According to the Health and Safety Executive (HSE)… human errors can be active or latent.
Active failures are direct and immediate causes of an accident, and are usually made by front-line staff such as drivers or machine operators. There are 3 types of active human error:
- Slips and lapses – made inadvertently by experienced operators during routine tasks;
- Mistakes – decisions subsequently found to be wrong, though the maker believed them to be correct at the time; and
- Violations – deliberate deviations from rules for safe operation of equipment.
Familiar tasks carried out without much conscious attention are vulnerable to slips and lapses if the worker’s attention is diverted: for example, missing a step in a sequence because of an interruption. Mistakes occur where a worker is doing too many complex tasks at the same time, or is under time pressure; for example, misjudging the time and space needed to complete an overtaking manoeuvre. Violations, though deliberate, usually stem from a desire to perform work satisfactorily given particular constraints and expectations.
Latent failures are those aspects of an organisation which influence human behaviour and make active failures more likely. Factors which contribute to human error include:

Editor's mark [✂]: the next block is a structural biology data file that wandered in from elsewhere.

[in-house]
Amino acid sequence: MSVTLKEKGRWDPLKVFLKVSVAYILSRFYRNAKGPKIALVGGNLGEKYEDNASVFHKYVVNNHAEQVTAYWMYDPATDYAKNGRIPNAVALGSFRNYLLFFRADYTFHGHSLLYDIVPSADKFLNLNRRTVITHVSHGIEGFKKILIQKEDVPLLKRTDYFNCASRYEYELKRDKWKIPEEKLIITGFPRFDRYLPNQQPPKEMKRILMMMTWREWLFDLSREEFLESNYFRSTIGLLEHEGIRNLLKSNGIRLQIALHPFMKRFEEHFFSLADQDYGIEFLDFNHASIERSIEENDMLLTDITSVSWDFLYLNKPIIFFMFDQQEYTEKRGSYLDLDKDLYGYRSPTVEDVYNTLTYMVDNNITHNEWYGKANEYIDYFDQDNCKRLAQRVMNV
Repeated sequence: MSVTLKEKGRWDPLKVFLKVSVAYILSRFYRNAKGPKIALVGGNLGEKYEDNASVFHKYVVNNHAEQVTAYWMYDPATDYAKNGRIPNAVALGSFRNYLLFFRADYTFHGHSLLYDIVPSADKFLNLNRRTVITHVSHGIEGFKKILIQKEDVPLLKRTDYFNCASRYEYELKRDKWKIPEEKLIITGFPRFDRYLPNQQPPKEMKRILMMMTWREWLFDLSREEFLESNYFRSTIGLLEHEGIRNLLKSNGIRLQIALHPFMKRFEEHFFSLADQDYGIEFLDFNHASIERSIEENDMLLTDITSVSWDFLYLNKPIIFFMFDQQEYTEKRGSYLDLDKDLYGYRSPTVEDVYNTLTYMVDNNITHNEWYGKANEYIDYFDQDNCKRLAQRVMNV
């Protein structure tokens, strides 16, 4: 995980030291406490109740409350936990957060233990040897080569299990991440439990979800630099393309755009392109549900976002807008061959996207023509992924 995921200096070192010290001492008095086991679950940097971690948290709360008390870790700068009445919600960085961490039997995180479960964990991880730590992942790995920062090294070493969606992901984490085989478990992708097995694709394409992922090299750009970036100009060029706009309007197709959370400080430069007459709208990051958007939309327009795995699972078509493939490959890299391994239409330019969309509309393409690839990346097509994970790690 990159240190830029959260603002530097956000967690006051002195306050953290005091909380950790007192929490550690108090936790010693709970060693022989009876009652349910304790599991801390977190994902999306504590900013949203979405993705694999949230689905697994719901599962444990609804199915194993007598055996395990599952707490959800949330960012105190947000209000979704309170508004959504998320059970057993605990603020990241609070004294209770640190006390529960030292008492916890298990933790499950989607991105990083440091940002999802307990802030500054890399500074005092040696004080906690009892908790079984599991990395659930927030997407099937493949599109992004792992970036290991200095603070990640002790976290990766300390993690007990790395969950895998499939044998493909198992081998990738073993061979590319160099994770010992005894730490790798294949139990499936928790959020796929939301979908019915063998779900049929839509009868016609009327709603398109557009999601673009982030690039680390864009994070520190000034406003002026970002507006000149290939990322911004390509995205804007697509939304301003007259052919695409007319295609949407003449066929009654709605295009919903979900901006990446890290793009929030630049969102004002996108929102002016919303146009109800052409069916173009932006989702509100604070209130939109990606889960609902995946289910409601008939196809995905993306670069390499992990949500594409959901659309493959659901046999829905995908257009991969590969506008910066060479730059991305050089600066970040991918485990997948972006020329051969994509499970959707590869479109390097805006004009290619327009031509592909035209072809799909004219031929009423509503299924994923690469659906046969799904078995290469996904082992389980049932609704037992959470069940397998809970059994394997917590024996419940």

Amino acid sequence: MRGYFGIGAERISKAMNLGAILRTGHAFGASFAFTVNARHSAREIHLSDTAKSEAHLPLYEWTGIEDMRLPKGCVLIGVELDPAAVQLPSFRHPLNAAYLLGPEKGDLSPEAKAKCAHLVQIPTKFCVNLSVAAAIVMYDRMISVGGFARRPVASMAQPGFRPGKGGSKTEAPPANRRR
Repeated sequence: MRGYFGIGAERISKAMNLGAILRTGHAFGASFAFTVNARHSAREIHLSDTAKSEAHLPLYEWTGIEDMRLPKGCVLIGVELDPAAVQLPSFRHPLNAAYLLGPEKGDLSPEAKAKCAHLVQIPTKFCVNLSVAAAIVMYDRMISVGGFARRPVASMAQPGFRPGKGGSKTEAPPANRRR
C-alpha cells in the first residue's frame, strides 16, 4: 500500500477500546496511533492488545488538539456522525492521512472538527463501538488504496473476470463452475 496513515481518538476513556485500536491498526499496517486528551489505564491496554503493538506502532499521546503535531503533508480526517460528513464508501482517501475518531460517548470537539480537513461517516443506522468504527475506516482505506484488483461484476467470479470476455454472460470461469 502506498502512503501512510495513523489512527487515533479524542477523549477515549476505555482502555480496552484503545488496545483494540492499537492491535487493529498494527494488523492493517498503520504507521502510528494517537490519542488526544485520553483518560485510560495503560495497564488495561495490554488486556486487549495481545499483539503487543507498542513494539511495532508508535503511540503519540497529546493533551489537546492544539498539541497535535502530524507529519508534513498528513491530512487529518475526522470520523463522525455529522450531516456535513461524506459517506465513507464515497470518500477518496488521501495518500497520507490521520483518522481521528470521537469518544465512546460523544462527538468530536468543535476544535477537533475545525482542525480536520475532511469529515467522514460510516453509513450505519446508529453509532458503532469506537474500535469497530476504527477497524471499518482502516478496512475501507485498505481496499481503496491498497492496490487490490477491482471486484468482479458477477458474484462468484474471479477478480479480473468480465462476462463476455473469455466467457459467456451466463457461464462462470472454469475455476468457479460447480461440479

- Job – distractions, lack of time, inadequate procedures, poor lighting or extremes of temperature;
- Human – physical ability, competency, fatigue, stress or drugs;
- Organisational – work pressure, long hours or insufficient supervision; and
- Plant and equipment – poor equipment design or workplace layout.
Whenever an error event occurs, corrective and preventive actions (CAPA) must be developed to make an organization’s systems stronger. A company will create systems to detect similar future errors or events, which will serve as the alarm that triggers corrective action and recovery.
CAPA procedures should describe what the data sources are, how data is collected, as well as by whom, when and how it is routed to the CAPA system. Procedures can be conducted manually or electronically; there can be separate procedures for collecting data and for evaluating the root cause. The sources of information will vary, but at some point all of the data with the results of the investigation must flow into CAPA. Then, recommended and approved actions can be taken and implementation and verification of those actions can be documented and tracked.
Three Boeing employees failed to follow the rules and created a dangerous fire hazard aboard the world’s most recognizable jet. To read the complete informative article please click here.
So yes, this happened, TO AIR FORCE ONE!. It was human error so we investigated.
Read below the root cause codes and recommendations from our end.
The concept of error that many are familiar with comes from tests taken. A wrong answer represents an error. In general, a wrong answer comes from not knowing the right answer… The concept of error in human error reduction in manufacturing is much broader.
There are many instances in which an error occurs, and everyone knows that it is an error. And, in fact, everyone knows the right answer. So why was the error made? Answering that question is at the heart of human error reduction techniques. And there are many possible answers. Listed below are a few:
- Poor lighting or other environmental impediments
- Communication failures
- Excessive workload
- Deliberate overriding of established procedure Continue reading